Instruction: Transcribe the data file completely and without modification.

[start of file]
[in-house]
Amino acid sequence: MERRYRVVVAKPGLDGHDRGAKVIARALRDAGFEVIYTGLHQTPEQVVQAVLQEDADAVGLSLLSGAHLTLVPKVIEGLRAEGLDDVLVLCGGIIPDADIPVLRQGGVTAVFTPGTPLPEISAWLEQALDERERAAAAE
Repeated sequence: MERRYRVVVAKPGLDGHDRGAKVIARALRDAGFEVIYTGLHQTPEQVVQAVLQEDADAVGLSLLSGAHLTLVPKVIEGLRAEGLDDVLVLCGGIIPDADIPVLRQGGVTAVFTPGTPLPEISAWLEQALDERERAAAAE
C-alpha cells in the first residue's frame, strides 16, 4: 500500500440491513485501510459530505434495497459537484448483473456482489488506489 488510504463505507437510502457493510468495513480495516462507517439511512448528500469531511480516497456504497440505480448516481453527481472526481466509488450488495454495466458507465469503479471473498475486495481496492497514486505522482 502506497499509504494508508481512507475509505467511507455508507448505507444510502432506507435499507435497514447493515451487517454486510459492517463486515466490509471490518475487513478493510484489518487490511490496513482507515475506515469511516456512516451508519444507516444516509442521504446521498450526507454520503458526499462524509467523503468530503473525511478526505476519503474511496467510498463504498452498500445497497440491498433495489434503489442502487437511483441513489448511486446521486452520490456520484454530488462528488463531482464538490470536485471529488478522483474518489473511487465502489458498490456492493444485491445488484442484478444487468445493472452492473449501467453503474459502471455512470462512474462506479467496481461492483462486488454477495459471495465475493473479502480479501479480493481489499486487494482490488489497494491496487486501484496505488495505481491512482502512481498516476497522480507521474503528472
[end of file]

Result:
[in-house]
Amino acid sequence: MERRYRVVVAKPGLDGHDRGAKVIARALRDAGFEVIYTGLHQTPEQVVQAVLQEDADAVGLSLLSGAHLTLVPKVIEGLRAEGLDDVLVLCGGIIPDADIPVLRQGGVTAVFTPGTPLPEISAWLEQALDERERAAAAE
Repeated sequence: MERRYRVVVAKPGLDGHDRGAKVIARALRDAGFEVIYTGLHQTPEQVVQAVLQEDADAVGLSLLSGAHLTLVPKVIEGLRAEGLDDVLVLCGGIIPDADIPVLRQGGVTAVFTPGTPLPEISAWLEQALDERERAAAAE
C-alpha cells in the first residue's frame, strides 16, 4: 500500500440491513485501510459530505434495497459537484448483473456482489488506489 488510504463505507437510502457493510468495513480495516462507517439511512448528500469531511480516497456504497440505480448516481453527481472526481466509488450488495454495466458507465469503479471473498475486495481496492497514486505522482 502506497499509504494508508481512507475509505467511507455508507448505507444510502432506507435499507435497514447493515451487517454486510459492517463486515466490509471490518475487513478493510484489518487490511490496513482507515475506515469511516456512516451508519444507516444516509442521504446521498450526507454520503458526499462524509467523503468530503473525511478526505476519503474511496467510498463504498452498500445497497440491498433495489434503489442502487437511483441513489448511486446521486452520490456520484454530488462528488463531482464538490470536485471529488478522483474518489473511487465502489458498490456492493444485491445488484442484478444487468445493472452492473449501467453503474459502471455512470462512474462506479467496481461492483462486488454477495459471495465475493473479502480479501479480493481489499486487494482490488489497494491496487486501484496505488495505481491512482502512481498516476497522480507521474503528472